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Fiber Optics versus VPN Connections


Why is SCLS planning on moving most VPN sites back to the BadgerNet Converged Network (BCN) as part of the 2014 BadgerNet Fiber Project?


The state and BCN providers are showing serious commitment to improving BCN in general and for libraries specifically. They are investing over 4 million dollars in fiber optics infrastructure on behalf of libraries. TEACH is also revising its subsidy structure to make fiber's higher bandwidths available and more affordable. Participating in the fiber project is important in a number of ways:

  • This may be a one-time only chance to have expensive fiber optic installations subsidized to such an extent. This opportunity should not be missed.
  • The stage is being set for future BCN upgrades. The library bandwidths being supplied in 2014 are the new "floor", not the new "ceiling".
  • Fiber investment in the library's neighborhood may lead to better networking and economic opportunities for the broader community.

In addition to the unique nature and extensibility of the BCN project, BCN fiber connections are superior to cable modem VPN connections in a number of ways:

  • Fiber uplinks are more reliable than cable modems. There should be fewer service outages at the library.
  • BCN connections are symmetrical, cable modems are not. Uploading data from the library toward SCLS and the Internet is much faster on BCN. This is important for real time communications technologies like Facetime or Skype. It also improves the efficiency of SCLS remote technology support.
  • BCN connections can get SCLS Network "quality of service" treatments, while VPN links cannot. This allows SCLS to optimize the network for time-sensitive applications like SIP protocol for automated sorters and self check machines, and for ILS traffic generally by way of prioritizing it above general Internet browsing.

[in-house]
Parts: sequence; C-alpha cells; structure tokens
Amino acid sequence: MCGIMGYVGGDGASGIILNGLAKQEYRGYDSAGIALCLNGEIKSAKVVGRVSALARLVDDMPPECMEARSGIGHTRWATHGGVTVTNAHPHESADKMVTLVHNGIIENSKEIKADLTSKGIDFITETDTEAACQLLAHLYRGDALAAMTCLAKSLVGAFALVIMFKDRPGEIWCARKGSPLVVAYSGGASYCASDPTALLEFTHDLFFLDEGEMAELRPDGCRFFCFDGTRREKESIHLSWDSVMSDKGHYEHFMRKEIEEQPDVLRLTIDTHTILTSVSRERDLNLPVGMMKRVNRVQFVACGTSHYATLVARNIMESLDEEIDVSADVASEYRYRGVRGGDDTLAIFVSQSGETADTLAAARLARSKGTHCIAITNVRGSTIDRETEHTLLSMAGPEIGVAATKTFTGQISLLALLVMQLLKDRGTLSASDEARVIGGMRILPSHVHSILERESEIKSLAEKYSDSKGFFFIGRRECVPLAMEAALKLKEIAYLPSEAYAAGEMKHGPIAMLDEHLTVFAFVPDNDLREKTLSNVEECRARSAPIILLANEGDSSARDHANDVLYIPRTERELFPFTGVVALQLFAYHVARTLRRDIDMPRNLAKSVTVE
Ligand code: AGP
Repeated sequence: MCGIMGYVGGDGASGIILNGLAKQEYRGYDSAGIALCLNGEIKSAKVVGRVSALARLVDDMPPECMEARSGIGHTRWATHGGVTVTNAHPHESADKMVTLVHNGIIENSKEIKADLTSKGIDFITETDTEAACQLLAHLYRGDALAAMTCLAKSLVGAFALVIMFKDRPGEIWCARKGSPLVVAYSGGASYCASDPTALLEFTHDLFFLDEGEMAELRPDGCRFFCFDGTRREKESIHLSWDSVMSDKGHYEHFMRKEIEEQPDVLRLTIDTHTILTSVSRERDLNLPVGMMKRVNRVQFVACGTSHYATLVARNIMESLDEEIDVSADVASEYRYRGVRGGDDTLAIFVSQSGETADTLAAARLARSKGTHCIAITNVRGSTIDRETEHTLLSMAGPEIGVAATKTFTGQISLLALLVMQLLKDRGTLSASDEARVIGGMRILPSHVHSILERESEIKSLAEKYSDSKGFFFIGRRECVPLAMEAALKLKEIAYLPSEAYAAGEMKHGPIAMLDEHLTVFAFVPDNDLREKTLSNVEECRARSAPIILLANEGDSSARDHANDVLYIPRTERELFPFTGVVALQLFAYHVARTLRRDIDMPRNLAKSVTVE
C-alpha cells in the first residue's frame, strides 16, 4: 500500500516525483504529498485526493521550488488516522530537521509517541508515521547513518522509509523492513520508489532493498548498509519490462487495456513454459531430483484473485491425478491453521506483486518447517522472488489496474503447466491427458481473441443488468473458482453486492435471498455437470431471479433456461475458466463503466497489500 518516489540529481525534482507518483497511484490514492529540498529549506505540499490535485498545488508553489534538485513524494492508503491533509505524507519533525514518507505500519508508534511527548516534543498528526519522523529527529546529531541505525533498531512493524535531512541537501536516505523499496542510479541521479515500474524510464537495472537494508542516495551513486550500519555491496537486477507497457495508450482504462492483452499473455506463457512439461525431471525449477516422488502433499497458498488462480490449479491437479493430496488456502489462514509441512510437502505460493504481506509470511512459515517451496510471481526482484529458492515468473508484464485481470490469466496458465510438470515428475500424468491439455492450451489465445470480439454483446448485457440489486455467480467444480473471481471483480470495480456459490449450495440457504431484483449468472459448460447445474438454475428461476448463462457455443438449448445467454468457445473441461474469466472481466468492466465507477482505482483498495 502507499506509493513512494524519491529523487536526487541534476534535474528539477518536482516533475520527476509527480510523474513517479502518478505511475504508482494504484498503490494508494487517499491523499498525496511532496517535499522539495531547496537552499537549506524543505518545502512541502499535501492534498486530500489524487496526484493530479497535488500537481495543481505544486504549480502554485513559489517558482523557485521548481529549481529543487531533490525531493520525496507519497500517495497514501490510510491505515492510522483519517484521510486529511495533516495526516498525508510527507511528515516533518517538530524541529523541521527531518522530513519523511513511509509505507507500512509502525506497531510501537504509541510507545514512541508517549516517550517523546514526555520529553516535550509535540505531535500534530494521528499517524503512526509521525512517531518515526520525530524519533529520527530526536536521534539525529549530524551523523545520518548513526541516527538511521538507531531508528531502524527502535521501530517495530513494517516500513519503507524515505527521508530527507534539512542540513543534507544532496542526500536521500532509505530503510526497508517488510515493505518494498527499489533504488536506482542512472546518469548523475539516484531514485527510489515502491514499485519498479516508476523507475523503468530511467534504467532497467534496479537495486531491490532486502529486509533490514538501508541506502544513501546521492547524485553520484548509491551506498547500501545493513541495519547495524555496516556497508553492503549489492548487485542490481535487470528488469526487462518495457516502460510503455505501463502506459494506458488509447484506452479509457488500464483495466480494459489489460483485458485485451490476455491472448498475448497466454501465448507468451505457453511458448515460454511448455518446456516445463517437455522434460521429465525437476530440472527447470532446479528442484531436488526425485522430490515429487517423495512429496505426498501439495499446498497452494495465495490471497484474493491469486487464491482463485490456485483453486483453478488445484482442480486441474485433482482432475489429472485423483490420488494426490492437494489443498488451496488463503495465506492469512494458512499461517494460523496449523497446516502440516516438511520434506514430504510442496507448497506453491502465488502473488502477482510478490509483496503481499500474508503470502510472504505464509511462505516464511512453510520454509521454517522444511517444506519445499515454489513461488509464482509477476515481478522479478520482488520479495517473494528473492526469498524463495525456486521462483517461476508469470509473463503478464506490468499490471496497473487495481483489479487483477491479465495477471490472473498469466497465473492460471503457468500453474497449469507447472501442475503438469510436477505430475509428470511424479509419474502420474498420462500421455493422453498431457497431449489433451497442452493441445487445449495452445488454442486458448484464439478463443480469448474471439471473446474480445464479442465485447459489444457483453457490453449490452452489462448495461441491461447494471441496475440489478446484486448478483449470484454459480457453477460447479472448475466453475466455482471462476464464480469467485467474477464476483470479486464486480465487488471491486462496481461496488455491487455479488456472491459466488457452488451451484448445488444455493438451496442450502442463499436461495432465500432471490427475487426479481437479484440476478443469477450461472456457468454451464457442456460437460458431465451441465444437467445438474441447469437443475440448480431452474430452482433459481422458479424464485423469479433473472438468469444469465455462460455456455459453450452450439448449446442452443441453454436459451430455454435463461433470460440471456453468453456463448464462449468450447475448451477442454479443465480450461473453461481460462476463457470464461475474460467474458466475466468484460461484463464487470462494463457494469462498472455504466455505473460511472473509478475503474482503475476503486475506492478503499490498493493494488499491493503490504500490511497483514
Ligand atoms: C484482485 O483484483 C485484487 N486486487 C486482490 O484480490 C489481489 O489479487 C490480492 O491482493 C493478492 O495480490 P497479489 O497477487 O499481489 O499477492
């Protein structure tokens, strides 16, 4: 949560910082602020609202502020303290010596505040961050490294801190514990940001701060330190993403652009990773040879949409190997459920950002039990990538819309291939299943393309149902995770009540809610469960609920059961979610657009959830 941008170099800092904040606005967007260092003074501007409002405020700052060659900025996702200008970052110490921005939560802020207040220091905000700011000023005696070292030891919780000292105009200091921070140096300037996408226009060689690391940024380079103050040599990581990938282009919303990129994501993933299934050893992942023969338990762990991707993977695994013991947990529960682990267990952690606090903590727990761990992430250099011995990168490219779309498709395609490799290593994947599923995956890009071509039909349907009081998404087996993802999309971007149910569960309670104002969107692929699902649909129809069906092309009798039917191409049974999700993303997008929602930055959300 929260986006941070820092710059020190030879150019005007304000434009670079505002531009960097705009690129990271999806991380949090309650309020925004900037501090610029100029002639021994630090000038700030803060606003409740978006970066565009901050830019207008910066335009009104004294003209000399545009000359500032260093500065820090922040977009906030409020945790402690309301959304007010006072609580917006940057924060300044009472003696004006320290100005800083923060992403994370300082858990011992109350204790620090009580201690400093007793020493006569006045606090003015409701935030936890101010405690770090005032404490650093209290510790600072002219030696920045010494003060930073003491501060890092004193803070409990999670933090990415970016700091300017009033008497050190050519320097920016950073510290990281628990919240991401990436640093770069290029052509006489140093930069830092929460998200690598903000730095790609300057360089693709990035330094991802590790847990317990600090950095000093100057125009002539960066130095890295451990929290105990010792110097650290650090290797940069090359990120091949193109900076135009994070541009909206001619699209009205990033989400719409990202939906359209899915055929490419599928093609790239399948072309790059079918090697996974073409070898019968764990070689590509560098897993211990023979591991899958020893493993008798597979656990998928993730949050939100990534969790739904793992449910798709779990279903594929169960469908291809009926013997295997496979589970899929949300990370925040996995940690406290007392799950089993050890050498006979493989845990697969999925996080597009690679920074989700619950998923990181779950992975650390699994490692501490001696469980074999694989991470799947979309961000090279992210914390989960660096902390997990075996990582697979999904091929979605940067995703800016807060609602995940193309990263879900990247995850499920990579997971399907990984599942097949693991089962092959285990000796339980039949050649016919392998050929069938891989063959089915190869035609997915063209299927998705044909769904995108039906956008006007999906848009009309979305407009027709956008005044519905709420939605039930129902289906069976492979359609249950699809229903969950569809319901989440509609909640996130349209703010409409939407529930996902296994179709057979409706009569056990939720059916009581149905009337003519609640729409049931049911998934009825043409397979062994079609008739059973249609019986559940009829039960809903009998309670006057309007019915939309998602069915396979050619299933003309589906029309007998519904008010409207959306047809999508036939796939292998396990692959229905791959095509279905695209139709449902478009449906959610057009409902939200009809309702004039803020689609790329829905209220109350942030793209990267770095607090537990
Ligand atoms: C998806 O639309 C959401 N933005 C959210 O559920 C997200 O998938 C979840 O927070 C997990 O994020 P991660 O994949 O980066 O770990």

• BCN links are "low latency". A few dozen milliseconds may not seem like much, but fast transit makes SCLS services run more smoothly.
  • Fiber optic BCN links will make future bandwidth upgrades trivial to implement. Only minor configuration changes are required to change 10 Mbps into 20, or 20 into 50, and these future upgrades will not interrupt network service.
  • The BCN help desk is second to none. Often, when SCLS calls for support, they are already aware of and working on the problem. Even if they are not, communications and response times have historically been excellent.

So if BCN is that much better, why did SCLS even deploy VPN in the first place?

Simple: investing in VPN was a way to provide libraries with much-needed bandwidth upgrades, affordably, at a time when it appeared that growth on BCN had reached an undesirable cost ceiling. That cost ceiling is effectively being removed by the 2014 fiber project and the related restructuring of TEACH policy and subsidy distribution. The next generation state network, currently in DOA's RFI/RFP pipeline, is likely to improve the situation even further. Once SCLS staff fully understood the scope and implications of the proposed state network plans for 2014 and beyond, turning back from our VPN plans was not a terribly hard decision.

What about total bandwidth? Aren't the VPN links much better in that dimension?

Libraries that migrated to VPN links did receive 30 Mbps and 60 Mbps download connections (though asymmetrically, with only 3-5 Mbps as upload speeds). Obviously, 30 is more than 10, and 60 is more than 20. However, network performance statistics indicate that most VPN libraries do not regularly use that much bandwidth. Most medium sized SCLS libraries appear to operate comfortably with 10-20 Mbps. The target BCN bandwidth rates should be adequate and the conversion to fiber optics carries with it all of the benefits outlined above.

The migration from VPN back to BCN can be seen as taking a step backward with respect to total bandwidth. However, the most important thing is that this same step takes us to a crucial fork in the road. Choosing and investing in fiber optics seems to be the most promising path forward for the state network, for SCLS, and for member libraries. Accepting the pain of taking a step backward is the unfortunate price of choosing a new direction. This new direction should make all future upgrades "as smooth as glass".


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